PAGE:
So, if we use your image and your comment as an example - If you saw that the sky was uneventful and knew that you were pushing it to try and wrestle a decent composition out of it, should you have said, 'No' and walked on?

    I always find it interesting when I make myself ask this question. I like doing so because it tells me I'm thinking about what I'm doing.

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    Re: Tide Point, Inner Harbor, Baltimore MD

    Quote Originally Posted by Harpo View Post
    Wondering if I got the composition right? Better to show this much water or more sky? Sky is uneventful, so I thought...

    Tide Point, Inner Harbor, Baltimore MD
    IMG_0584 by Michael VerVelde Photography, on Flickr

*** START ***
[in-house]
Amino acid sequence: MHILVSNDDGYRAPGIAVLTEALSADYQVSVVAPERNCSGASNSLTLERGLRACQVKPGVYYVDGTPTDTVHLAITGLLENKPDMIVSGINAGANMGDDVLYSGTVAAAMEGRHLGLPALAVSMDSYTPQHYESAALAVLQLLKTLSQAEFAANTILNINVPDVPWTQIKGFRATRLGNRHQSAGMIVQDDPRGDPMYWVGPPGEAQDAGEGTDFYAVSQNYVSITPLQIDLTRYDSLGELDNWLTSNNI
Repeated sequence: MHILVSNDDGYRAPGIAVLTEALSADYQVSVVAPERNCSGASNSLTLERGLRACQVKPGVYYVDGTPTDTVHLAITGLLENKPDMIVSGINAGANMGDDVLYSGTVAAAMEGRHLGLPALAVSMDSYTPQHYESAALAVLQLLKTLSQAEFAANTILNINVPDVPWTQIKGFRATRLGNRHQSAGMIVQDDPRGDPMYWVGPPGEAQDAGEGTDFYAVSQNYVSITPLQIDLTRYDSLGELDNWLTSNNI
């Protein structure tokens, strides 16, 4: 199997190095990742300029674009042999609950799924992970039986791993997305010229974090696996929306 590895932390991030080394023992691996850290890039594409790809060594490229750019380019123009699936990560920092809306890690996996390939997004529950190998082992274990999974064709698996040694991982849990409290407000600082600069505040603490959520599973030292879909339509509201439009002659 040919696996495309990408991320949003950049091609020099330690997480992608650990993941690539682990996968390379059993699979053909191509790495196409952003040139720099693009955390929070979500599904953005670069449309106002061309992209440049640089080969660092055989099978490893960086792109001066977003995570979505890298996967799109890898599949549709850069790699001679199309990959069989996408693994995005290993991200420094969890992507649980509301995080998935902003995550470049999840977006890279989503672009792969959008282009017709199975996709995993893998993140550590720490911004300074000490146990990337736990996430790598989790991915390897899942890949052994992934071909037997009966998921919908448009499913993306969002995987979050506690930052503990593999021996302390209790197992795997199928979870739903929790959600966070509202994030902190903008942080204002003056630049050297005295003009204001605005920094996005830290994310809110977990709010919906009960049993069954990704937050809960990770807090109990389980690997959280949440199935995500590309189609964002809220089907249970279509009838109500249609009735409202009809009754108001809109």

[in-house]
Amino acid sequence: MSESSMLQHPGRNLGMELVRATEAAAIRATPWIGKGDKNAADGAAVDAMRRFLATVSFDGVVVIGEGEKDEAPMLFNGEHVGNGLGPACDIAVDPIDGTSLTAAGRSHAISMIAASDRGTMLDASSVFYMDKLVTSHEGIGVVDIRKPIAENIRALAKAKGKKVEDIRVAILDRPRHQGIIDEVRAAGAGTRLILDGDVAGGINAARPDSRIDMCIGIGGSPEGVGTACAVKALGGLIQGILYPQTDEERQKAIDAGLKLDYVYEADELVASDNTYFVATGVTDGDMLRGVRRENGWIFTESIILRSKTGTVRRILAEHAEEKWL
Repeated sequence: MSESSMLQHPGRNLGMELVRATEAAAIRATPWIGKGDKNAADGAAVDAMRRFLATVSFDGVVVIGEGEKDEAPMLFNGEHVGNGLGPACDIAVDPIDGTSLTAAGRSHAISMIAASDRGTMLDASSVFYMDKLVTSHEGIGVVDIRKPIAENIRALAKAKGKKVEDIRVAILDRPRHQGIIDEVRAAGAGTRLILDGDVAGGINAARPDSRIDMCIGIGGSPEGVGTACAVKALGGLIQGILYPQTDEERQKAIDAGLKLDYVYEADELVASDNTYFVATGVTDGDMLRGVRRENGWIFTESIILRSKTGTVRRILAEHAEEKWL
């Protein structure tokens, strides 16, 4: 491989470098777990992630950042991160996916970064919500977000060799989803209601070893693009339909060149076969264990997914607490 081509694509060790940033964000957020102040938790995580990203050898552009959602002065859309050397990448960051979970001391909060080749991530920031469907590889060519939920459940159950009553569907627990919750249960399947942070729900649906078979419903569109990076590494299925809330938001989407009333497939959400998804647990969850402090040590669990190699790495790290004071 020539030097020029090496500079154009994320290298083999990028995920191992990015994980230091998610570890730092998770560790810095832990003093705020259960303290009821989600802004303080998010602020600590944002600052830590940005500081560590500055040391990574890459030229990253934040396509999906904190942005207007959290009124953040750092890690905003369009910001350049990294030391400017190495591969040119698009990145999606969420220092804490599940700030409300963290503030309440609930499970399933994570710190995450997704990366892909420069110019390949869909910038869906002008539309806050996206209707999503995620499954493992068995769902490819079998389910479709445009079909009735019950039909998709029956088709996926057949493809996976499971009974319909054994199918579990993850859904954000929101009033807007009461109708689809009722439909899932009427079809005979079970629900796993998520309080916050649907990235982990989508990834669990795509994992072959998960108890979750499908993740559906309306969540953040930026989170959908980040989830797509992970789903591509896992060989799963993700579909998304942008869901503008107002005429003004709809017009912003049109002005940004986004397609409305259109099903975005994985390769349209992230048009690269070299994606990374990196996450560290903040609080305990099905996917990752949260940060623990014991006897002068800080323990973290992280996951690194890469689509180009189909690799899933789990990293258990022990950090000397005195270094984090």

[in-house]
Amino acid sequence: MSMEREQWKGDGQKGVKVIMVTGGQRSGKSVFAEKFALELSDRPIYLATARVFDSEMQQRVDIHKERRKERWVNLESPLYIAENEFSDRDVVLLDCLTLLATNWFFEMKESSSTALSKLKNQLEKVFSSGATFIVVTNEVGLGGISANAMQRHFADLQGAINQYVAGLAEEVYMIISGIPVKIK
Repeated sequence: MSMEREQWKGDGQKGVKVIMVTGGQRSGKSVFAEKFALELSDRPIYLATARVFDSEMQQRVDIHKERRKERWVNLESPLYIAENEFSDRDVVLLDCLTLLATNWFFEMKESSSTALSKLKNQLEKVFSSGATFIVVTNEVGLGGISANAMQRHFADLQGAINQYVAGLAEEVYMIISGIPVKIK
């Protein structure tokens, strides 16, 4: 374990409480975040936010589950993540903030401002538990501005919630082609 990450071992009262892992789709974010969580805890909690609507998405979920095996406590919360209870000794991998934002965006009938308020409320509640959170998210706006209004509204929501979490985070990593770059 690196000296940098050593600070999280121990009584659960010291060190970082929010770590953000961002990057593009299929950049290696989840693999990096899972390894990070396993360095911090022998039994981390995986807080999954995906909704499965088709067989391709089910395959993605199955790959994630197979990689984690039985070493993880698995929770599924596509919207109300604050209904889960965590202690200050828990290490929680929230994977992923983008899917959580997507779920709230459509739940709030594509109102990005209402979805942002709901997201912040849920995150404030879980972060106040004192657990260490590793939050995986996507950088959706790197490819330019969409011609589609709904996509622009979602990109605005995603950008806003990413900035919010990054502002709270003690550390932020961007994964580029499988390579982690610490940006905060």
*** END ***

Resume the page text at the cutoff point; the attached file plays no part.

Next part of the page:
f/8, 120mm, iso 400, 1/15
    I was just recently there, didn't capture anything nearly as nice, well outside anyway.

  5. #5
    Harpo's Avatar
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    Re: Tide Point, Inner Harbor, Baltimore MD

    Donald, you have a very good point there... this image, I pulled up from a previous shooting... back in april, one month after I joined CIC. I remember being there, the scene was really nice, but I dont think I captured it as well as I might have right now after learning what I have so far on this site or with more experience. The light was pretty cool at that time though... Id love to try it again with my new L lens because i don't think I got this one as sharp as I think I could get right now with what I have learned.

  6. #6
    rob marshall